Ethanol Increases the Potential for the Generation of Reactive Oxygen Species and Produces Embryotoxicity by Inhibiting Pathways of Histriotrophic Nutrition
Cho, Katherine H.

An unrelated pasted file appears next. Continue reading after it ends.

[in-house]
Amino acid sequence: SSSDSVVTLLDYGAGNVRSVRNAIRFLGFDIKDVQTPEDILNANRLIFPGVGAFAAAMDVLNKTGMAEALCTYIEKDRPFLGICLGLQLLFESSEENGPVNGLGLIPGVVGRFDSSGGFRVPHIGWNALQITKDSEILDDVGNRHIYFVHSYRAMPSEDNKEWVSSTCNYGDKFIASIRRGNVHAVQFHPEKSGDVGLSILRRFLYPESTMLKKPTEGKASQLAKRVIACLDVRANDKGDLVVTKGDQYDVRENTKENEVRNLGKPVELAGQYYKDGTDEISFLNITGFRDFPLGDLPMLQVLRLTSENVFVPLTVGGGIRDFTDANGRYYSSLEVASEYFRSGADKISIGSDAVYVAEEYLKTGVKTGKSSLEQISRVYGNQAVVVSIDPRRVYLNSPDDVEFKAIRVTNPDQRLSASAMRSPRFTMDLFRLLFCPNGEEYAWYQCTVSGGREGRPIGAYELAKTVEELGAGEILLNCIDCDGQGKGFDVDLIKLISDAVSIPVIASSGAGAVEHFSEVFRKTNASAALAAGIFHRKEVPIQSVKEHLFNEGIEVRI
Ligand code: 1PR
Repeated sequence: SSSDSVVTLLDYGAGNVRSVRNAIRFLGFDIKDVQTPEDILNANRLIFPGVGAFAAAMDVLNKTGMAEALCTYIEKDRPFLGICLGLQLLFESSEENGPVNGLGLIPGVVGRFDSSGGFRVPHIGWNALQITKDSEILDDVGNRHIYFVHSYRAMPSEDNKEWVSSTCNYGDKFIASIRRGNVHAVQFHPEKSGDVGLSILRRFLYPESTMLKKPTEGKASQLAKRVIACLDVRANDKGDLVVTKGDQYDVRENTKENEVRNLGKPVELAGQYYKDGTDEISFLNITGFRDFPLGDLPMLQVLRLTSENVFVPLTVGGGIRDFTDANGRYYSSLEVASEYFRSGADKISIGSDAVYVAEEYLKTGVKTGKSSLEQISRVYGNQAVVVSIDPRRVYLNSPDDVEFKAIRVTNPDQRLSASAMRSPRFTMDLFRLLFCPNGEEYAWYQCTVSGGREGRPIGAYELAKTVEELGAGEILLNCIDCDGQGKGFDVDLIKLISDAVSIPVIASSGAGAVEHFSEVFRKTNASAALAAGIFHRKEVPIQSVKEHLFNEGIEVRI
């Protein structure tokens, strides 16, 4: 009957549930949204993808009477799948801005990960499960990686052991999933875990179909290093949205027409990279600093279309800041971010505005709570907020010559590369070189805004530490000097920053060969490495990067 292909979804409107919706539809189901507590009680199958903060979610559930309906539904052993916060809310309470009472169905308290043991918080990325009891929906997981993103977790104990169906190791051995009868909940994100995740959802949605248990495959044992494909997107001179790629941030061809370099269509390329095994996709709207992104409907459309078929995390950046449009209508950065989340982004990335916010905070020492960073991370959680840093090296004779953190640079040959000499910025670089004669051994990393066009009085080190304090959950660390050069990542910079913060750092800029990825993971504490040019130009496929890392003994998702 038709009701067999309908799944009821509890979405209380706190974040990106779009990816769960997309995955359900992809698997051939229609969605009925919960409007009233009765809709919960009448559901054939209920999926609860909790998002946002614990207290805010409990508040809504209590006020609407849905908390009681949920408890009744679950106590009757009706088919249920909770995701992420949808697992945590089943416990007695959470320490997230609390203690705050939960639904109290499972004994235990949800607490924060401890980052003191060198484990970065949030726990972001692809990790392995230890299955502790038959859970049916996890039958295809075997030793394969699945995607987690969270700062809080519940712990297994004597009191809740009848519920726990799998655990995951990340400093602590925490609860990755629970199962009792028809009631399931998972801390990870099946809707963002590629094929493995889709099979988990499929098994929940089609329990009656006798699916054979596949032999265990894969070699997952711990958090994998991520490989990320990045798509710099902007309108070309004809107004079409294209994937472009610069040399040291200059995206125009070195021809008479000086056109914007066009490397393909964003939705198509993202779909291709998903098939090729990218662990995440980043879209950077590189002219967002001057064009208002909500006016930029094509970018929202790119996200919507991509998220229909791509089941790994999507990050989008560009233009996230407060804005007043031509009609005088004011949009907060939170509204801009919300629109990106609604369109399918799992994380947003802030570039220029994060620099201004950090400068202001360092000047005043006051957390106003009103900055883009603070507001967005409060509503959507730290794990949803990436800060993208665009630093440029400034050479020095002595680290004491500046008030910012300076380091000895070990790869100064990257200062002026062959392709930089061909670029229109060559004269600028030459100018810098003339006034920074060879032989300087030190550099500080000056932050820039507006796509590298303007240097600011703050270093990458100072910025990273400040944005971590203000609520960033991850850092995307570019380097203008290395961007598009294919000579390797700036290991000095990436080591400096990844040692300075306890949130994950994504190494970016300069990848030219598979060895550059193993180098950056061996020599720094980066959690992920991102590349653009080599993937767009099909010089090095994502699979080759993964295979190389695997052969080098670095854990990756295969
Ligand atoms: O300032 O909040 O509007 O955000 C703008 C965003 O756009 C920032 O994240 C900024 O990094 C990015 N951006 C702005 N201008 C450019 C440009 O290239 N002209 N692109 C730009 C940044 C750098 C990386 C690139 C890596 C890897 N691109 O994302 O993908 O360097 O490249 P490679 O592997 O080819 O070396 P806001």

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Fetal alcohol syndrome (FAS) and fetal alcohol spectrum disorders (FASD) are characterized by mental retardation, abnormality of the central nervous system, and facial deformation, affect millions of individuals, but its exact mechanism is unknown. This study investigates the effect of ethanol on pathways of histiotrophic nutrition and the consequences embryonic malnutrition has on cell proliferation. The embryo is nourished via pinocytosis, and following pinocytic uptake, the exogenous matter undergoes proteolysis, and the resulting amino acids are used in protein synthesis in the embryonic and visceral yolk sac (VYS) cells. Malnutrition leads to fewer available amino acids, and less cysteine and its successor, glutathione are produced, leading to free radical formation and a more oxidizing environment, which encourages the initiation of cell death pathways. Whole embryo culture in media containing FITC-Ab and ethanol will allow for visual morphology assessment, and histiotrophic nutrition will be quantified via fluorescent spectroscopy. Free radical generation will be determined through the evaluation of GSH/GSSG levels and measured by HPLC. Decreases in embryonic growth and development as well as the interference of histiotrophic nutrition were observed. Also observed was the dose-dependent increase in the half-cell redox potential, indicating an increasingly oxidizing environment. It is therefore concluded that ethanol increases the potential for generation of reactive oxygen species (ROS) and produces embryotoxicity by inhibiting pathways of histiotrophic nutrition.